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Cut back and hope no one gets hurt?


Money and Ontario chemotherapy scandal


In May, as the chemotherapy drug mixture scandal swirled, the Ontario Hospital Association tried to distance the contracting out of chemo mixtures from the cost cutting that is so widespread in hospitals at the moment: 

"Contrary to the assertions of some commentators and unions, the outsourcing of compounding by hospitals was not driven primarily, or even secondarily, by cost considerations in most cases."  

Hmm... OCHU's release on this issue did not suggest the contracting out was done to cut costs -- there was no evidence on this point at the time.  Instead, among many other points, OCHU noted examples of contracting out costing more.

The OHA claims hospitals were motivated by the health and safety of their employees (god bless 'em), patient safety, best practices, etc, etc., etc.  

But not money.  


Despite the OHA claims, however, hospitals are mixing their own drugs, without reports of duff chemo mixtures -- unlike the contracting out situation.

Cash Money: As it turns out, unions probably should have raised questions about the role of cost cutting in the scandal.

In the last few days it has been revealed that the private company  that won the chemotherapy mixing contract quoted a rate of $5.60 to $6.60 per bag of chemotherapy medication.  The previous private contractor charged $21 to $34.

It takes some believing to swallow the idea that the extreme cost cutting seen here (73% to 84%) was of no account in the bidding process.  

It also takes some believing to think that such cuts would not result in some corners being cut. 

Apparently, that is a thought that did not occur to the hospitals. Pressed by government austerity, that is perhaps not so surprising.

For the record, the private contractor states that there is “no rational connection between pricing and this incident.”


More contracting out claims: The contractor that lost out on the last mixing contract claims it was told that the new contractor won because it had "superior labeling".   

If this is true, it raises other questions about the contracting out process.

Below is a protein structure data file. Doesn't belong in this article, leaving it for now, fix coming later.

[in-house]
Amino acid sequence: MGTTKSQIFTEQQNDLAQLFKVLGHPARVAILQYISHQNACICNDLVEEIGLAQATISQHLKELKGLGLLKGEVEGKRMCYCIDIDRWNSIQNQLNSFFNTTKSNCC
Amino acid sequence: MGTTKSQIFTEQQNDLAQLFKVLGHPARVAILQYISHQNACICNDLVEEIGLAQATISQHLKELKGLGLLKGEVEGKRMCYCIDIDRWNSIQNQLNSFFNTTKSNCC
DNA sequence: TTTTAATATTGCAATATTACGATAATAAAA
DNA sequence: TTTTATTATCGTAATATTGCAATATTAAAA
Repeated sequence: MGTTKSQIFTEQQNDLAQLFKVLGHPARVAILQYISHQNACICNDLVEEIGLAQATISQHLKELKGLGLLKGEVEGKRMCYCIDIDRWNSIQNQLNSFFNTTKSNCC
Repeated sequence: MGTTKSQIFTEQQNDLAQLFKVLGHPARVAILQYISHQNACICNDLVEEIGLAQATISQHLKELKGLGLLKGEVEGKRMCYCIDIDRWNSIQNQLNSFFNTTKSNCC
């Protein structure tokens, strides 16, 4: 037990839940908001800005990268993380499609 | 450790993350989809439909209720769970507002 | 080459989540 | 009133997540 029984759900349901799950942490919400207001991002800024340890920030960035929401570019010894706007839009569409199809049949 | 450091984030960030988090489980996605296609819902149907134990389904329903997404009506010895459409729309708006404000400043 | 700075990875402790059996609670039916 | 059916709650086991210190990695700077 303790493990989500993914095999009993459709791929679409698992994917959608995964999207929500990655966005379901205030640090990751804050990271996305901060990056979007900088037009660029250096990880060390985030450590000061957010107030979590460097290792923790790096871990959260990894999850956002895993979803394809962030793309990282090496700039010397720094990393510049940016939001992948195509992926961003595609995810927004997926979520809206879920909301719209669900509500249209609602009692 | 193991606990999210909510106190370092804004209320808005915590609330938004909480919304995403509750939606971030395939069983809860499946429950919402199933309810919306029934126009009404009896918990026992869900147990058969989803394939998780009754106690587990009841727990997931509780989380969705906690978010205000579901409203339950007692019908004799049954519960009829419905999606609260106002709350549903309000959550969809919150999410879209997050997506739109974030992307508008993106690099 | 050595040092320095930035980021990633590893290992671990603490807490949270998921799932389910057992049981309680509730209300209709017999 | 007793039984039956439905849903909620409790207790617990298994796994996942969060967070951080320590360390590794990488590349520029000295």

It was the lack of detail on the labels that first raised concern among hospital staff about the chemotherapy mixtures.  Indeed, the labels did not report the exact concentration of the drugs as required, according to (yet another) contractor hired by the hospitals to purchase the drug mixture.



What's going on?
From this vantage point, it looks like the government is experimenting: squeeze hospital budgets and hope things work out.


The good news (so to speak) is that we can get them to respond if the disasters that result are publicly exposed.  This week's announcement that they will more than double the number of long term care inspectors is a case in point.

There's a lesson for opponents of austerity in that. 

But, unfortunately, public exposure isn't a guarantee of better outcomes, at least on the first go-round.  On chemo contracting out, they are signaling that they won't change much.

The investigator brought in by the Ministry of Health and LTC to examine the chemo muck up, Dr. Jake Thiessen, appeared before a legislative committee in late May. He doesn’t like describing the confusion over the provision of chemo drug mixtures by a private corporation as a “grey area”:

"I've never felt this is particularly grey ... I've felt this is part of the customary evolution of service that professionals provide," Thiessen told the committee.

Privatization as a “customary evolution”. That doesn’t sound good. 


The multiple levels of contracting out (from the hospital, to, possibly, a group of hospitals, to a purchasing corporation, to the mixing corporation, and then back to the hospitals) almost ensures that there will be misunderstandings and contractual confusions. The secrecy required by commercial confidentiality wouldn't help either.

Nevertheless, it looks like the government will simply promise to privatize better next time.  

Photo: Tax Credits

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